Stop Calling 360 Video VR!

In recent years 2D, 360 video is sometimes reffered to as VR.  This is damaging to Virtual Reality. 

To experience a ‘reality’ requires that one has the sensation of being both physically and mentally in a space and that the participant is able to engage with that space in a meaningful way.

Proprioception, the sense of one’s position and movement in space, must be engaged to feel as though one is experiencing a ‘reality’.  Both mediums engage proprioception but there is a notable difference between proprioception that locks a participant to a spatial position in front of a 2D 360 screen allowing only head movement, and the proprioception afforded to a participant who has freedom to navigate and interact with a 3D space.

For a reality to be virtual there are certain attributes required. Virtual Reality is a medium in which the participant has the complete freedom to move around a fully stereoscopic 3D space, not confined to set position within that space, and interact with virtual objects within the space.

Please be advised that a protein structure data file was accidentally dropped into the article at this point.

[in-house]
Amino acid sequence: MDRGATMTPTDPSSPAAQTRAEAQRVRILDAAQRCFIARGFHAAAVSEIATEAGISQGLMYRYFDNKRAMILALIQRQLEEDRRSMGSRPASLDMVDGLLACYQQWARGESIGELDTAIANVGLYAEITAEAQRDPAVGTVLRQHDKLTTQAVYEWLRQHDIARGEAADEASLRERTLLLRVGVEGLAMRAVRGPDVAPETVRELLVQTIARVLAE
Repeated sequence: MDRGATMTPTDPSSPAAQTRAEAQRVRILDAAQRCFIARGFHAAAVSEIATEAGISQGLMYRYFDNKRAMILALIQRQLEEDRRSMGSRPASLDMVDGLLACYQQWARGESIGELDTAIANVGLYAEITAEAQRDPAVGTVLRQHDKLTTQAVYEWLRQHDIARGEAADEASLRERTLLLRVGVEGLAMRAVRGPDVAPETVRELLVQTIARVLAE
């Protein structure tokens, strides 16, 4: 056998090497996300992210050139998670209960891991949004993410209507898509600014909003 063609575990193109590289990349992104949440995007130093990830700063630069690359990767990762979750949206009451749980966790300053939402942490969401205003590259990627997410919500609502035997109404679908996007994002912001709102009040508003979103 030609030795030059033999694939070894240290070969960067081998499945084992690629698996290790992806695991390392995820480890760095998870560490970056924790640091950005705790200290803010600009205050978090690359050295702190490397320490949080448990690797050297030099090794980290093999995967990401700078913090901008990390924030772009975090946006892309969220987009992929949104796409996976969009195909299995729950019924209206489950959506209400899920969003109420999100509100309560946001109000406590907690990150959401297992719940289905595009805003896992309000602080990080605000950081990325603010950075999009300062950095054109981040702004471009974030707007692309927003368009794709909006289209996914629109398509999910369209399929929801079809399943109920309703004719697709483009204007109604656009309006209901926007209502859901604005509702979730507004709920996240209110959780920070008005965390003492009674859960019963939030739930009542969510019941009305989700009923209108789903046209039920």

Where the use of the VR title for 2D 360 video becomes damaging lies in the shortcomings of the 2D 360 medium.  2D 360 video has some inherent difficulties in its display medium of choice, the VR headset.  Using a VR headset to display a 2D image confuses the participants brain. Our brains want to see the image as fully stereoscopic 3D. When we put on the headset our brain does everything possible to try to resolve the image as a 3D image, not a 2d image projected on a sphere in space. This causes nearly instant headaches and provides both an underwhelming and painful experience.   

The medium of 360 Video:

360 video allows the audience to look around and create their own framing for a film, this is something that minimizes one of the filmmaker’s key tools of storytelling: framing and layout.  360 video replaces those tools with the ability of the participant to freely look around the scene at whatever interests them. This shifts the balance to be heavily action driven. Framing and layout become bit players used only to set the position in space the participant will be located. It is important to choose this position wisely and ensure the full 360 frame is interesting but relinquishing control over the framing poses difficulties in maintaining the flow of story. This all contributes to 360 video as being a very different medium from traditional film making that requires a shift in thinking.  

As long as 360 video is shot fully stereoscopically, it is an interesting new form of film making with it’s own potentials that have not yet been fully realized and that lay somewhere between Film and VR.